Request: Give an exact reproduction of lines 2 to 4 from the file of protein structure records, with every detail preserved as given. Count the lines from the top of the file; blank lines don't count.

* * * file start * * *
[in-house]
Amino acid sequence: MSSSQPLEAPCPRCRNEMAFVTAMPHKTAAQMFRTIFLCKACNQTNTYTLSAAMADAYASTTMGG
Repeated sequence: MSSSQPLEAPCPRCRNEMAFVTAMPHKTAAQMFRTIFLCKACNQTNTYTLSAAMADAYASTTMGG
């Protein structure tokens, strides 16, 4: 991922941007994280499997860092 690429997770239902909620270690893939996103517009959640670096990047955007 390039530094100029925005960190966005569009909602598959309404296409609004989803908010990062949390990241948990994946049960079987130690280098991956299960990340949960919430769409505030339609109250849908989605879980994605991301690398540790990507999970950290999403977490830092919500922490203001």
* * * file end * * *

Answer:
Amino acid sequence: MSSSQPLEAPCPRCRNEMAFVTAMPHKTAAQMFRTIFLCKACNQTNTYTLSAAMADAYASTTMGG
Repeated sequence: MSSSQPLEAPCPRCRNEMAFVTAMPHKTAAQMFRTIFLCKACNQTNTYTLSAAMADAYASTTMGG
């Protein structure tokens, strides 16, 4: 991922941007994280499997860092 690429997770239902909620270690893939996103517009959640670096990047955007 390039530094100029925005960190966005569009909602598959309404296409609004989803908010990062949390990241948990994946049960079987130690280098991956299960990340949960919430769409505030339609109250849908989605879980994605991301690398540790990507999970950290999403977490830092919500922490203001």